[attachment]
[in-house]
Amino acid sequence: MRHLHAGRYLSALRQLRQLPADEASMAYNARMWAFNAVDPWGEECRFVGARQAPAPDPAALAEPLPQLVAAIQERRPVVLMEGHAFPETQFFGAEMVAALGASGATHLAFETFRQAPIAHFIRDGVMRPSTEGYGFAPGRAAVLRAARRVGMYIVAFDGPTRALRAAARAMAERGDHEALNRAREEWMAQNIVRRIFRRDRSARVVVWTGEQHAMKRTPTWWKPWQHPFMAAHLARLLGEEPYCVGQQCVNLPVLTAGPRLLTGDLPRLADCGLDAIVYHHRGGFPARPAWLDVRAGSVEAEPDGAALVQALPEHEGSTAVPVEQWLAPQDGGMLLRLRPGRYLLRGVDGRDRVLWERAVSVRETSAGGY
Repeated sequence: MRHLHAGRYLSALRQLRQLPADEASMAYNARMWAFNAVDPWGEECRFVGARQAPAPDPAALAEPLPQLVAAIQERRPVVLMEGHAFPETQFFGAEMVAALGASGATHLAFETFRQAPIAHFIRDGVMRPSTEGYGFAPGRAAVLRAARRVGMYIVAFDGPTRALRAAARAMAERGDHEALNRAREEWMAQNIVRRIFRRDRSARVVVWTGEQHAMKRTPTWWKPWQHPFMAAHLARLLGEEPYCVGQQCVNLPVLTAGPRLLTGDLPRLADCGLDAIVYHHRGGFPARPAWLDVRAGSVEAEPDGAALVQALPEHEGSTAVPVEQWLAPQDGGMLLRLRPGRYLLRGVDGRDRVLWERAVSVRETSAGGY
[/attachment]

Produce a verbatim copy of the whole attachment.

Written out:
[in-house]
Amino acid sequence: MRHLHAGRYLSALRQLRQLPADEASMAYNARMWAFNAVDPWGEECRFVGARQAPAPDPAALAEPLPQLVAAIQERRPVVLMEGHAFPETQFFGAEMVAALGASGATHLAFETFRQAPIAHFIRDGVMRPSTEGYGFAPGRAAVLRAARRVGMYIVAFDGPTRALRAAARAMAERGDHEALNRAREEWMAQNIVRRIFRRDRSARVVVWTGEQHAMKRTPTWWKPWQHPFMAAHLARLLGEEPYCVGQQCVNLPVLTAGPRLLTGDLPRLADCGLDAIVYHHRGGFPARPAWLDVRAGSVEAEPDGAALVQALPEHEGSTAVPVEQWLAPQDGGMLLRLRPGRYLLRGVDGRDRVLWERAVSVRETSAGGY
Repeated sequence: MRHLHAGRYLSALRQLRQLPADEASMAYNARMWAFNAVDPWGEECRFVGARQAPAPDPAALAEPLPQLVAAIQERRPVVLMEGHAFPETQFFGAEMVAALGASGATHLAFETFRQAPIAHFIRDGVMRPSTEGYGFAPGRAAVLRAARRVGMYIVAFDGPTRALRAAARAMAERGDHEALNRAREEWMAQNIVRRIFRRDRSARVVVWTGEQHAMKRTPTWWKPWQHPFMAAHLARLLGEEPYCVGQQCVNLPVLTAGPRLLTGDLPRLADCGLDAIVYHHRGGFPARPAWLDVRAGSVEAEPDGAALVQALPEHEGSTAVPVEQWLAPQDGGMLLRLRPGRYLLRGVDGRDRVLWERAVSVRETSAGGY